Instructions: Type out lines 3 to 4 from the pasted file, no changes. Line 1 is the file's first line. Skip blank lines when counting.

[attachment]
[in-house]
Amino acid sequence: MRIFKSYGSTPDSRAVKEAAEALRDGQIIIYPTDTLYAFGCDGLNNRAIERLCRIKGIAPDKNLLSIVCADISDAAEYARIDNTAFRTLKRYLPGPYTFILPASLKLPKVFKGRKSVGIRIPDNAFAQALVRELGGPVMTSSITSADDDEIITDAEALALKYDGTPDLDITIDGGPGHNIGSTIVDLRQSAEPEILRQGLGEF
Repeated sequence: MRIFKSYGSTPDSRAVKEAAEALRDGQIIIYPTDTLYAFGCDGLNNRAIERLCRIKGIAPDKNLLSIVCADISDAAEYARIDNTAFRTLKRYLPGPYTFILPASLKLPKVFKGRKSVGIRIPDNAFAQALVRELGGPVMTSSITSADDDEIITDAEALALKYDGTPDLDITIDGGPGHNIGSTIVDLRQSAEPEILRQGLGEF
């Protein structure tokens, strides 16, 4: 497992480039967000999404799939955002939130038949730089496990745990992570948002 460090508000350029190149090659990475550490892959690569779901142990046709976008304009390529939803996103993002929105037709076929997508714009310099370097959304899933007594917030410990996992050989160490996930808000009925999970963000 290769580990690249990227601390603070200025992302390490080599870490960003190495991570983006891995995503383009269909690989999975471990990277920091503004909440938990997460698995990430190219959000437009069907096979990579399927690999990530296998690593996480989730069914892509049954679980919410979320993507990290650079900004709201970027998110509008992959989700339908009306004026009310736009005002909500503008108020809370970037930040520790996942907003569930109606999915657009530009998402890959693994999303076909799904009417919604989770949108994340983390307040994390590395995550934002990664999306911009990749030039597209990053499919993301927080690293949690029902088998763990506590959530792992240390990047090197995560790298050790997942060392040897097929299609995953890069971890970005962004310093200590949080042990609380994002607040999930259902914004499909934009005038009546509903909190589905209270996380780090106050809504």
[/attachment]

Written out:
Repeated sequence: MRIFKSYGSTPDSRAVKEAAEALRDGQIIIYPTDTLYAFGCDGLNNRAIERLCRIKGIAPDKNLLSIVCADISDAAEYARIDNTAFRTLKRYLPGPYTFILPASLKLPKVFKGRKSVGIRIPDNAFAQALVRELGGPVMTSSITSADDDEIITDAEALALKYDGTPDLDITIDGGPGHNIGSTIVDLRQSAEPEILRQGLGEF
């Protein structure tokens, strides 16, 4: 497992480039967000999404799939955002939130038949730089496990745990992570948002 460090508000350029190149090659990475550490892959690569779901142990046709976008304009390529939803996103993002929105037709076929997508714009310099370097959304899933007594917030410990996992050989160490996930808000009925999970963000 290769580990690249990227601390603070200025992302390490080599870490960003190495991570983006891995995503383009269909690989999975471990990277920091503004909440938990997460698995990430190219959000437009069907096979990579399927690999990530296998690593996480989730069914892509049954679980919410979320993507990290650079900004709201970027998110509008992959989700339908009306004026009310736009005002909500503008108020809370970037930040520790996942907003569930109606999915657009530009998402890959693994999303076909799904009417919604989770949108994340983390307040994390590395995550934002990664999306911009990749030039597209990053499919993301927080690293949690029902088998763990506590959530792992240390990047090197995560790298050790997942060392040897097929299609995953890069971890970005962004310093200590949080042990609380994002607040999930259902914004499909934009005038009546509903909190589905209270996380780090106050809504």